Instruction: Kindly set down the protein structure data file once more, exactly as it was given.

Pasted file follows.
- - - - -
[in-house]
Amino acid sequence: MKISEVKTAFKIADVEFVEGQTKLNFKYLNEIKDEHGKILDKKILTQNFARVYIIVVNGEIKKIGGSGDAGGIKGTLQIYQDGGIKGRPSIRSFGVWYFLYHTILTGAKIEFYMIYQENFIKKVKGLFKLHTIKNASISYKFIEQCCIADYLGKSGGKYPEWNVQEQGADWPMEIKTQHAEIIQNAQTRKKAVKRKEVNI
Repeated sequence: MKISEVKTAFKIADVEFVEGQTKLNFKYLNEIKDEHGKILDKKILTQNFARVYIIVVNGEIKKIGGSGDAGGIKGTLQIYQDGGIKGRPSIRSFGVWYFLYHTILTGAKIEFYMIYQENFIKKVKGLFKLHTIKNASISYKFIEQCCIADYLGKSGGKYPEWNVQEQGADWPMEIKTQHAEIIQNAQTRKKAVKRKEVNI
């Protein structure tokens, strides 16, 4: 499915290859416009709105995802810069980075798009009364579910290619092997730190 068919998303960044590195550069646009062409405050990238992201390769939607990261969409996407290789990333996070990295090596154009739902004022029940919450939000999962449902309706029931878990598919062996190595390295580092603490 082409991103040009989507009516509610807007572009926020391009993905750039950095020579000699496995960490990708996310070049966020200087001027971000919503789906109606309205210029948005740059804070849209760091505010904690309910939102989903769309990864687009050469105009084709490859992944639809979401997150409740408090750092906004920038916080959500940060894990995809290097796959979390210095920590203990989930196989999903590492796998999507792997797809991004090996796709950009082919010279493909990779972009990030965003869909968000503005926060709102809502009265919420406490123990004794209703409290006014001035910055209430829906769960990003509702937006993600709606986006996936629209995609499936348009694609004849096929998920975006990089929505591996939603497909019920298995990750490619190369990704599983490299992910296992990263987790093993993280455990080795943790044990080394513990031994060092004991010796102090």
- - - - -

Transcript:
[in-house]
Amino acid sequence: MKISEVKTAFKIADVEFVEGQTKLNFKYLNEIKDEHGKILDKKILTQNFARVYIIVVNGEIKKIGGSGDAGGIKGTLQIYQDGGIKGRPSIRSFGVWYFLYHTILTGAKIEFYMIYQENFIKKVKGLFKLHTIKNASISYKFIEQCCIADYLGKSGGKYPEWNVQEQGADWPMEIKTQHAEIIQNAQTRKKAVKRKEVNI
Repeated sequence: MKISEVKTAFKIADVEFVEGQTKLNFKYLNEIKDEHGKILDKKILTQNFARVYIIVVNGEIKKIGGSGDAGGIKGTLQIYQDGGIKGRPSIRSFGVWYFLYHTILTGAKIEFYMIYQENFIKKVKGLFKLHTIKNASISYKFIEQCCIADYLGKSGGKYPEWNVQEQGADWPMEIKTQHAEIIQNAQTRKKAVKRKEVNI
């Protein structure tokens, strides 16, 4: 499915290859416009709105995802810069980075798009009364579910290619092997730190 068919998303960044590195550069646009062409405050990238992201390769939607990261969409996407290789990333996070990295090596154009739902004022029940919450939000999962449902309706029931878990598919062996190595390295580092603490 082409991103040009989507009516509610807007572009926020391009993905750039950095020579000699496995960490990708996310070049966020200087001027971000919503789906109606309205210029948005740059804070849209760091505010904690309910939102989903769309990864687009050469105009084709490859992944639809979401997150409740408090750092906004920038916080959500940060894990995809290097796959979390210095920590203990989930196989999903590492796998999507792997797809991004090996796709950009082919010279493909990779972009990030965003869909968000503005926060709102809502009265919420406490123990004794209703409290006014001035910055209430829906769960990003509702937006993600709606986006996936629209995609499936348009694609004849096929998920975006990089929505591996939603497909019920298995990750490619190369990704599983490299992910296992990263987790093993993280455990080795943790044990080394513990031994060092004991010796102090």